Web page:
Aussie Hasn’t Fallen as Far as Expected Post-Boom, Kent Says

  • RBA Assistant Governor comments on legacy of commodity rout
  • Says inflation target ‘well understood’, nominal GDP less so

Christopher Kent.

Photographer: Patrick Hamilton/Bloomberg

The Australian dollar failed to drop by as much as the central bank expected in response to weaker commodity prices and a record-low interest rate, Assistant Governor Christopher Kent said, citing very easy and unconventional policies elsewhere in the world.

“The exchange rate -- the real trade weighted index, or real TWI -- has not depreciated by quite as much as might have been expected in response to the actual decline in the terms of trade and the reductions in domestic interest rates,” Kent said in a speech at a Bloomberg business breakfast in Sydney. “At least in part, this reflects lower-than-expected global growth and inflation, which has led to a prolonged period of very low interest rates and unconventional monetary policies in the major economies.”

In a speech that ranged across the economy since the peak of the resource bonanza in 2012, Kent said Australia is about three-quarters of the way through the unwinding of mining investment, that the terms of trade -- or export prices relative to import prices -- are predicted to remain around current levels and developments in China are “a key source of uncertainty” for the economy.

To watch excerpts from Kent’s speech, click here

The Aussie dollar has dropped 25 percent in the four years since the peak of the resource investment boom, while the cash rate was slashed to 1.5 percent from 4.75 percent as the Reserve Bank of Australia sought to spur service industries like education and tourism. The switch in growth drivers also saw a shift in their geographic location from the north and west of the nation to the south and east. Concurrently, China is also attempting a transition from heavy investment to consumption.

“Developments in China are likely to continue to have an important influence on commodity prices, given China’s role as both a major producer and consumer of many commodities,” Kent said. “For this reason the outlook for the Chinese economy is a key source of uncertainty for the Australian economy.”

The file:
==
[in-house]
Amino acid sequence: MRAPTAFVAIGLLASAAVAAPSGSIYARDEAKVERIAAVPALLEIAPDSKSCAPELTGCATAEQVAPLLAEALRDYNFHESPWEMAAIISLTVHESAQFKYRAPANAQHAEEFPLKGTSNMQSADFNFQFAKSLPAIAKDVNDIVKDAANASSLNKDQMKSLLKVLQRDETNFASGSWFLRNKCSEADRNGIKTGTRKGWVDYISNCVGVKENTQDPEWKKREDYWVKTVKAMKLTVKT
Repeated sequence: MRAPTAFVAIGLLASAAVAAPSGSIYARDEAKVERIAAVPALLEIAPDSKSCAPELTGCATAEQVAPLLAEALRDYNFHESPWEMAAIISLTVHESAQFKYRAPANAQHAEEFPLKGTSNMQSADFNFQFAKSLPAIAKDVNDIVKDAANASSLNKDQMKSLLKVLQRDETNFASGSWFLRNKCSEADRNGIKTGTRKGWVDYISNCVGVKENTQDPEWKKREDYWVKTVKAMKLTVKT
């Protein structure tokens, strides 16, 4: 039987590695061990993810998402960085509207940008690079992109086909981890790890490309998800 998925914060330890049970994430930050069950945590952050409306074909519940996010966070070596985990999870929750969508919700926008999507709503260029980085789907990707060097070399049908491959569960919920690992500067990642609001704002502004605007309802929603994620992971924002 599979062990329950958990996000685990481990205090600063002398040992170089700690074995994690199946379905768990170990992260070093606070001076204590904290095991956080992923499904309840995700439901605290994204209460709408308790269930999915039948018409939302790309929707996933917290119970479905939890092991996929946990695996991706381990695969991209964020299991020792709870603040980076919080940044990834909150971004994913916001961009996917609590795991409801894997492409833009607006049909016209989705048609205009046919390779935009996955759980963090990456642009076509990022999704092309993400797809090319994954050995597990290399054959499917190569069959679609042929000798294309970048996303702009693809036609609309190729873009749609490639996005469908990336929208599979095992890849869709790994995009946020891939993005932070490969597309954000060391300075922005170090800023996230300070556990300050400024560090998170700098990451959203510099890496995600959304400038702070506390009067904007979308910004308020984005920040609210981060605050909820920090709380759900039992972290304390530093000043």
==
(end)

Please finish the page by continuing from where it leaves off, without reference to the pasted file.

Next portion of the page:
‘Marked Change’

Kent said if commodity prices were to stabilize “that would be a marked change from recent years” and together with the end of the fall in mining investment “suggests that there is a reasonable prospect of sustaining growth in economic activity, which would support a further gradual decline in the unemployment rate.”

Australia’s unemployment rate has fallen to 5.7 percent from 6.3 percent a year earlier and annual economic growth has been at 3 percent or above for the past two quarters. Yet record-low wage gains has led to anemic inflation and many economists say there is a lot more slack in the labor market than the headline rate suggests. The RBA, at least, has cut the benchmark twice this year.

“It is important to note that low growth in labor costs has, in many respects, helped the economy adjust to the lower terms of trade,” Kent said. “In addition to the nominal exchange rate depreciation, low growth in labor costs is helping to improve Australia’s international competitiveness and has encouraged more employment growth than would otherwise have occurred.”

Well Understood

In response to questions following Tuesday’s speech, Kent stood by the central bank’s commitment to inflation targeting, saying it had achieved its goals “by any reasonable measure” and had ample flexibility. It was also well understood by both financial markets and the public, he said.

Referring to recent discussions by local commentators about replacing the inflation target with a nominal GDP measure, he said while the alternative concept sounded “quite good” in theory, it wasn’t as easy to understand and didn’t try to anchor inflation expectations.

On whether financial imbalances may be a better guide to sustainability of economic growth than inflation, Kent said the RBA already paid close attention to such indicators.

“If you look at the sorts of things we’ve been saying and the sorts of things we’ve been doing for a long time now, the bank and the board do pay attention to financial sustainability, financial stability concerns.”

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